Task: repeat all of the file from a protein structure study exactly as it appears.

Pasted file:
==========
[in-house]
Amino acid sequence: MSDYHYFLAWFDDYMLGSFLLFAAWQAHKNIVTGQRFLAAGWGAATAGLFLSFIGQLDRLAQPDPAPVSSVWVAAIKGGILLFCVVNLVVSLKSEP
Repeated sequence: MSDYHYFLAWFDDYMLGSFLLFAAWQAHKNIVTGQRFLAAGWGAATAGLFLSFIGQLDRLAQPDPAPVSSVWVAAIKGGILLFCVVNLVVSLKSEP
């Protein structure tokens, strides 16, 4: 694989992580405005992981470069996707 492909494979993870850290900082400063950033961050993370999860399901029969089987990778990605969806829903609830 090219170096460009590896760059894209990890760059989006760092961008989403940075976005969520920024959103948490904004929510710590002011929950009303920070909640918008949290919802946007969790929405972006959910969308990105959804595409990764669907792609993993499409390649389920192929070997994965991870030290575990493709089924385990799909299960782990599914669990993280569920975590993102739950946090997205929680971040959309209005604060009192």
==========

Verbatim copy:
[in-house]
Amino acid sequence: MSDYHYFLAWFDDYMLGSFLLFAAWQAHKNIVTGQRFLAAGWGAATAGLFLSFIGQLDRLAQPDPAPVSSVWVAAIKGGILLFCVVNLVVSLKSEP
Repeated sequence: MSDYHYFLAWFDDYMLGSFLLFAAWQAHKNIVTGQRFLAAGWGAATAGLFLSFIGQLDRLAQPDPAPVSSVWVAAIKGGILLFCVVNLVVSLKSEP
């Protein structure tokens, strides 16, 4: 694989992580405005992981470069996707 492909494979993870850290900082400063950033961050993370999860399901029969089987990778990605969806829903609830 090219170096460009590896760059894209990890760059989006760092961008989403940075976005969520920024959103948490904004929510710590002011929950009303920070909640918008949290919802946007969790929405972006959910969308990105959804595409990764669907792609993993499409390649389920192929070997994965991870030290575990493709089924385990799909299960782990599914669990993280569920975590993102739950946090997205929680971040959309209005604060009192």